Terminating parental rights in state of CT

Asked almost 6 years ago - Connecticut

Wondering how hard terminating parental rights can be in CT.
My daughter is 5 years old and her father hasn't seen her since she was 1 year old. He stopped showing up for visitation and owes over 14,000 in child support over the years. My husband wants to adopt her we've been married 3 years and he is the ONLY father she's ever known. So it's her daddy to her.
Would this be grounds to terminate?
How hard would it be?
BIO dads name is on the birth certificate.
If it matters we were NEVER married.

He may willingly sign over his rights, but I just dont know if he will or not and if he doesn't i still want to go through with it.
Please advise me.

Attorney answers (1)

  1. Shalini D Gujavarty

    1

    Lawyer agrees

    5

    Answered . Below is information regarding termination of parental rights in Connecticut (for the complete list of factors, read through the booklet). You have a high burden of proving by clear and convincing evidence that the termination is in the child's best interests, and one of the following grounds for termination exists:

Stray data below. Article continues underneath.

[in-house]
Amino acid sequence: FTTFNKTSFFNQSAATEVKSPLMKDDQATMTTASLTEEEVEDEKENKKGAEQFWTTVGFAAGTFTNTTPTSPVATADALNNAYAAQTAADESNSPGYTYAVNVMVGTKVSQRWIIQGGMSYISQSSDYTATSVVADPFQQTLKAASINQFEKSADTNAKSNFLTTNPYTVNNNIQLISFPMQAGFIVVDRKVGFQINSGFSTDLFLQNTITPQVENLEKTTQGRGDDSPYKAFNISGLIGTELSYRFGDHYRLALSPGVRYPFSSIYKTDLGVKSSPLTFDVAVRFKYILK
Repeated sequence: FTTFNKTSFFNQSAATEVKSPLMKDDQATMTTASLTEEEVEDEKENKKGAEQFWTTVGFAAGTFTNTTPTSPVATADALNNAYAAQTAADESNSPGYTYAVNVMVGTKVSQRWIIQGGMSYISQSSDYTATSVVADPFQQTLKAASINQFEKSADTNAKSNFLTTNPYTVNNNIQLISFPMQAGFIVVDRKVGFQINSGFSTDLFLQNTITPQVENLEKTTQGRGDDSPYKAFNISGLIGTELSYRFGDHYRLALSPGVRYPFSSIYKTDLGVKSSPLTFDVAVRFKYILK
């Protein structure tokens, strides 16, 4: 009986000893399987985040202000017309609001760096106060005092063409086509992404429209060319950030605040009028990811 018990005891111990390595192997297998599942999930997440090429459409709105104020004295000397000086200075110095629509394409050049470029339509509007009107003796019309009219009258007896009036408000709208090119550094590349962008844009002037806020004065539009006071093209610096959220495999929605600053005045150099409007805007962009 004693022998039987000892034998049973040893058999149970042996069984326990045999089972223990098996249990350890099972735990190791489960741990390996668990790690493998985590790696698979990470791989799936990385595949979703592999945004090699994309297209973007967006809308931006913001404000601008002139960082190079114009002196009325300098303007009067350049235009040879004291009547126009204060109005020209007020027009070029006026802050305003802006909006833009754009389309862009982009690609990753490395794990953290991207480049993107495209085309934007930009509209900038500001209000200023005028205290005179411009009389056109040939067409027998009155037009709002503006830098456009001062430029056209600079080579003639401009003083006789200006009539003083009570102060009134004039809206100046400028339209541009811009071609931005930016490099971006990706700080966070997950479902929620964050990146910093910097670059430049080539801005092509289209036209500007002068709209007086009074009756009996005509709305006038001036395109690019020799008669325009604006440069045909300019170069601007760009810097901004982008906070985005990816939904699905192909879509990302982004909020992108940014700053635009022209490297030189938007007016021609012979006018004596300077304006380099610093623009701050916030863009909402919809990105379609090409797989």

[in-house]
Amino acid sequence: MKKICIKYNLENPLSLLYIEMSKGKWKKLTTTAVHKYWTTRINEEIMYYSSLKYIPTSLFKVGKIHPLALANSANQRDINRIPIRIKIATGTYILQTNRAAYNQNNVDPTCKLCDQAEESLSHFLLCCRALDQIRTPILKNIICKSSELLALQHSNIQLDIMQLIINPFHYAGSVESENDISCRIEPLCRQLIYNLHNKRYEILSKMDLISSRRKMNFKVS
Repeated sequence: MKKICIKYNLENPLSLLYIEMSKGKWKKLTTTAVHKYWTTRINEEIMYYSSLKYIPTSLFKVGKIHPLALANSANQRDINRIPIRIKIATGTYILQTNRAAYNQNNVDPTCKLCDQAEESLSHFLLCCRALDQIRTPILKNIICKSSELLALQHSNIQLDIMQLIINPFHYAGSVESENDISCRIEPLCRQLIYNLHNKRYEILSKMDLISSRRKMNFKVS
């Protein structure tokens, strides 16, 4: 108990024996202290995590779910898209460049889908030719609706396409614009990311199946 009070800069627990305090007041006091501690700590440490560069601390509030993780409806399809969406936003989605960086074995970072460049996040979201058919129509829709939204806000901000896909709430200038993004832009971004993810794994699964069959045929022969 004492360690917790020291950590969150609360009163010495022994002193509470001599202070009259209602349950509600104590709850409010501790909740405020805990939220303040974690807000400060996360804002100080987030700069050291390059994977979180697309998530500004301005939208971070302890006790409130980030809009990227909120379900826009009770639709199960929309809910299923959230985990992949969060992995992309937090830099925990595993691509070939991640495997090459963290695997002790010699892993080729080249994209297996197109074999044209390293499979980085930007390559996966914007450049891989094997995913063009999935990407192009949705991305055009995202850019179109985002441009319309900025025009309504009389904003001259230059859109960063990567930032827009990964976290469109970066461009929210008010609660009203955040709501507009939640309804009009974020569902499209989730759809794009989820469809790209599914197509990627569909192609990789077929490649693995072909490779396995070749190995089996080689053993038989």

(1) The child has been abandoned by the parent in the sense that the parent has failed to maintain a
    reasonable degree of interest, concern or responsibility as to the welfare of the child.
    (2) The child has been denied, by reason of an act or acts of parental commission or omission,
    including, but not limited to sexual molestation and exploitation, severe physical abuse or a pattern of
    abuse, the care, guidance or control necessary for the child's physical, education, moral or emotional
    well-being. Nonaccidental or inadequately explained serious physical injury to a child shall constitute
    prima facie evidence of acts of parental commission or omission sufficient for the termination of
    parental rights.
    (3) There is no ongoing parent-child relationship, which is defined as the relationship that ordinarily
    develops as a result of a parent's having met, on a continuing, day-to-day basis, the physical,
    emotional, moral and educational needs of the child, and to allow further time for the establishment
    or reestablishment of the parent-child relationship would be detrimental to the best interests of the
    child.

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